To a patient in need, donated blood is priceless—but to nonprofit blood centers, the precious bodily fluid is worth between $180 and $300 a pint. So says Ben Bowman, CEO of "blood broker" General Blood, which is currently in the midst of a legal struggle with one such nonprofit. The details of the lawsuit, not the root of it (Oklahoma Blood Institute claims General Blood owes it $426,000), are most likely to interest donors, reports the Oklahoman. As Bowman explains, companies like his serve as middlemen between blood suppliers (like OBI) and the entities buying the blood (like hospitals and research labs). "The general public—99% of Americans—don’t know that blood is sold," he notes.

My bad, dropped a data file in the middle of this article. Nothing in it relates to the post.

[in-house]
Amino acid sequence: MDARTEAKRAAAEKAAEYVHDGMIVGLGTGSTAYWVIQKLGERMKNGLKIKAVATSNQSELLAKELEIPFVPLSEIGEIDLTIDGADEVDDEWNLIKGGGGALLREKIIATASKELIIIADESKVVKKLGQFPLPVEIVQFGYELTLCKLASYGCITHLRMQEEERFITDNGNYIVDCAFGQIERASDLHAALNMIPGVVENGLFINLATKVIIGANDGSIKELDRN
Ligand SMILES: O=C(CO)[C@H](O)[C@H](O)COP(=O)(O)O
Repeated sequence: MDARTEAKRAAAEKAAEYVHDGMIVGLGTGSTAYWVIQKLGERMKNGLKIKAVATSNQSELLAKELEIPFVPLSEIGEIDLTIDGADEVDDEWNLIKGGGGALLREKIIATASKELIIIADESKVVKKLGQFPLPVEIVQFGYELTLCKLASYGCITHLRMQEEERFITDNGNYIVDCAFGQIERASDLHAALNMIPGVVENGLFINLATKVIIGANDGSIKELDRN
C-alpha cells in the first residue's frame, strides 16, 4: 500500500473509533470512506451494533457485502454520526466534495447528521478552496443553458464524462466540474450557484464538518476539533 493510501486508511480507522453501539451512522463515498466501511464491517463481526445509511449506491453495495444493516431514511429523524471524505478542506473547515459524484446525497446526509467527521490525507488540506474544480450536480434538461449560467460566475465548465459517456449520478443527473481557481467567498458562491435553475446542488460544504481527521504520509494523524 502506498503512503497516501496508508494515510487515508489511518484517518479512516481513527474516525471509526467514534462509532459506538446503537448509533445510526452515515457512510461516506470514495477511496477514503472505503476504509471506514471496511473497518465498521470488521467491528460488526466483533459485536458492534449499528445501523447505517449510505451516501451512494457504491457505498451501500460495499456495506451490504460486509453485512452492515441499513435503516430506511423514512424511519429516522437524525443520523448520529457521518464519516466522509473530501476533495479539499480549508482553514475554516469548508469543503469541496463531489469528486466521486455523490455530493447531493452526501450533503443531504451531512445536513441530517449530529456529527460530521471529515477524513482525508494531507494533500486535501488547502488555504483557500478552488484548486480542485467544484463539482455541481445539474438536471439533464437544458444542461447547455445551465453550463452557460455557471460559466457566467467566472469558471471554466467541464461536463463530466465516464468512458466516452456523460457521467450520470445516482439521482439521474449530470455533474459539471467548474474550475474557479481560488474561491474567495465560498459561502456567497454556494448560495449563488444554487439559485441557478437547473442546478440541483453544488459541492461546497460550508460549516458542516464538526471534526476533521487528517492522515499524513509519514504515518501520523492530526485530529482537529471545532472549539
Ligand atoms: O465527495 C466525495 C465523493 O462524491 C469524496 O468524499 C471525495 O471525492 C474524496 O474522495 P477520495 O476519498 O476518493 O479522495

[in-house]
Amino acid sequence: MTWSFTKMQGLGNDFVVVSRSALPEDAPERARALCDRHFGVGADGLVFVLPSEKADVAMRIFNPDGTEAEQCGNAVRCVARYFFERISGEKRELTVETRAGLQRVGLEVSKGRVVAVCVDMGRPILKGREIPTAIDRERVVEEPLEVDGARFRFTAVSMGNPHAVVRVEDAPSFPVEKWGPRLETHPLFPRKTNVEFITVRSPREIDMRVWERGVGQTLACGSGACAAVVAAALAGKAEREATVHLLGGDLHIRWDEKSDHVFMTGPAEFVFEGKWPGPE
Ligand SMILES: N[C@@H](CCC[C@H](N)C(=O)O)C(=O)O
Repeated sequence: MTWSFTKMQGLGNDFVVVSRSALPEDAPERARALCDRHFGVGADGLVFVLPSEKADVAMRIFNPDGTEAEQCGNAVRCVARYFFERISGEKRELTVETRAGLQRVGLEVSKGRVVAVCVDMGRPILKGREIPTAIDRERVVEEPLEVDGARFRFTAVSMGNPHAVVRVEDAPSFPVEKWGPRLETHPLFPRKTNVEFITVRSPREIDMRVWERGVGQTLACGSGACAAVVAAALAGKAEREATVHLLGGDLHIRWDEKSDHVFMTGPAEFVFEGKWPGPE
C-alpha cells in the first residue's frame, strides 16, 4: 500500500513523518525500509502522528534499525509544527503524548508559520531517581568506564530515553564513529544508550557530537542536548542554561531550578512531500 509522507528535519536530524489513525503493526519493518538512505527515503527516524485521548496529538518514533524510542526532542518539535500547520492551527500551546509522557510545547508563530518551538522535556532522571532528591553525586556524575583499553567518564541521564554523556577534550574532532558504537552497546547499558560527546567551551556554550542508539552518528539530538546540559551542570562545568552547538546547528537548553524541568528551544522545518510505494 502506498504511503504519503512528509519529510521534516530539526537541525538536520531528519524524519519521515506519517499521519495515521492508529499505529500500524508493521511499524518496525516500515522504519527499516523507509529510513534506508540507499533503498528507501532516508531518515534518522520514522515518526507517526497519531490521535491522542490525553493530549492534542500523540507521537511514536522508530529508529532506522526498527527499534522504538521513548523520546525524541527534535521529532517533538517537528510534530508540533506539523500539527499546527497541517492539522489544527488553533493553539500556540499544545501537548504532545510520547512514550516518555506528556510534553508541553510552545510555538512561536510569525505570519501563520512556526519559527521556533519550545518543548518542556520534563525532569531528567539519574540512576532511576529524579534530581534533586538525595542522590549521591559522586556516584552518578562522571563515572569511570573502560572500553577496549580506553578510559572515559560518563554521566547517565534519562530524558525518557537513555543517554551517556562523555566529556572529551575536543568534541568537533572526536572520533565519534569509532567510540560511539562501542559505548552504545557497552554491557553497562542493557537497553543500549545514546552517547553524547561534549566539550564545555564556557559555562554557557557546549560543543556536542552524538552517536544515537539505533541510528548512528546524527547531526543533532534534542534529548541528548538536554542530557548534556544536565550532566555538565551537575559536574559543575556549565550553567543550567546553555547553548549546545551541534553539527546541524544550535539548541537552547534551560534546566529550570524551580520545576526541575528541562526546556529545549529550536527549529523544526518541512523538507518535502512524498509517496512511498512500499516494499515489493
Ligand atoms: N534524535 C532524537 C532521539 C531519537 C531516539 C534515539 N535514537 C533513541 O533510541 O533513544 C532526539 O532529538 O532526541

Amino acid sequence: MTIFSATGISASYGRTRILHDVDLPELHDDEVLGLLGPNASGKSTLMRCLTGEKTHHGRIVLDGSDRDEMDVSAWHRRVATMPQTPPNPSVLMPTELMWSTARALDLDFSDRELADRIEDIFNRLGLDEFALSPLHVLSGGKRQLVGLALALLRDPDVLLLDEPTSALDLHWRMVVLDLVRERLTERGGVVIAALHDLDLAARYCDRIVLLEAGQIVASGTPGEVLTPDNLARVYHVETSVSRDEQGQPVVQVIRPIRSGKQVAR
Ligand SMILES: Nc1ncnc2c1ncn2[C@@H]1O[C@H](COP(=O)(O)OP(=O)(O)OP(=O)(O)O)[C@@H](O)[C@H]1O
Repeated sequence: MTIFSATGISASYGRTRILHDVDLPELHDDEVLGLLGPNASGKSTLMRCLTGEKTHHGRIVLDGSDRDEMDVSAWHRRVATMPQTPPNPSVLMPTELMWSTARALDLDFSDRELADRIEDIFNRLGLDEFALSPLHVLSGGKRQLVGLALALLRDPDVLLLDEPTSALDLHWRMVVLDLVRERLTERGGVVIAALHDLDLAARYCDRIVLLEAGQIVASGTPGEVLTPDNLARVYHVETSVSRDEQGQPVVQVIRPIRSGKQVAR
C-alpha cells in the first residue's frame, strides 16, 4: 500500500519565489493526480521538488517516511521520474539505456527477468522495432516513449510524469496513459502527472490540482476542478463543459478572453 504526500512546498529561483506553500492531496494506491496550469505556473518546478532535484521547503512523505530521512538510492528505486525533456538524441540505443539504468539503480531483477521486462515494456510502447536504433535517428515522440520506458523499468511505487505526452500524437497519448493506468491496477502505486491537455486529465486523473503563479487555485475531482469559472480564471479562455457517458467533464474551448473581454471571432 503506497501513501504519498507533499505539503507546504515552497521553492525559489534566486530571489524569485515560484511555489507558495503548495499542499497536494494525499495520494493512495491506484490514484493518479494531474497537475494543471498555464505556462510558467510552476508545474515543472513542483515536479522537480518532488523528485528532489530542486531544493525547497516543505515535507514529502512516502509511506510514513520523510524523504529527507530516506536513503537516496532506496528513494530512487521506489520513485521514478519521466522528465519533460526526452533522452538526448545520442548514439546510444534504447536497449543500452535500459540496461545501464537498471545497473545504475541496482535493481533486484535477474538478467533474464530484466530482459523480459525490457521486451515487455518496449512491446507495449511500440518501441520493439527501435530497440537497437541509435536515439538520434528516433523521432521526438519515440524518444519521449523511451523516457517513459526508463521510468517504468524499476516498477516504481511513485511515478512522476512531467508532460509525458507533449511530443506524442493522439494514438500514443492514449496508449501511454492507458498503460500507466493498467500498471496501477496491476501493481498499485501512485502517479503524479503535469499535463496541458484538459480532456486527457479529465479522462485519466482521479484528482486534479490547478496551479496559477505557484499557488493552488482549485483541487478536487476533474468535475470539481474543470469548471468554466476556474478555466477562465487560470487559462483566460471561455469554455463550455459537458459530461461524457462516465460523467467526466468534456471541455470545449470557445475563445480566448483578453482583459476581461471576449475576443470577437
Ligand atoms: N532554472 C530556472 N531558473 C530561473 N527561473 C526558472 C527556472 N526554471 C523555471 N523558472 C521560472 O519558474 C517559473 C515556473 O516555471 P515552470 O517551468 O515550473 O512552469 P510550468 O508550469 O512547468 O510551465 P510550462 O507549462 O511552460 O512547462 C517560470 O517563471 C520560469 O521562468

OBI CEO Dr. John Armitage says his company has a "charitable" side that "[motivates] people to do an amazing thing to help their fellow man or woman"; indeed, the company manages blood from some 209,000 donors annually, per the Oklahoman. But he also compares OBI’s services to those of a pharmaceutical company "providing a drug." "Technically, we like to say the blood is free, but [hospitals] pay a service charge" for things like testing and distribution and even the bags the blood comes in, he adds. Those "service charges" helped boost OBI’s bottom line in the tax year that wrapped up on March 31, 2013: According to its IRS filings, OBI made $85.6 million that year; Armitage pulled in $421,561, which he says is in line with what execs at other large nonprofits in Oklahoma City see.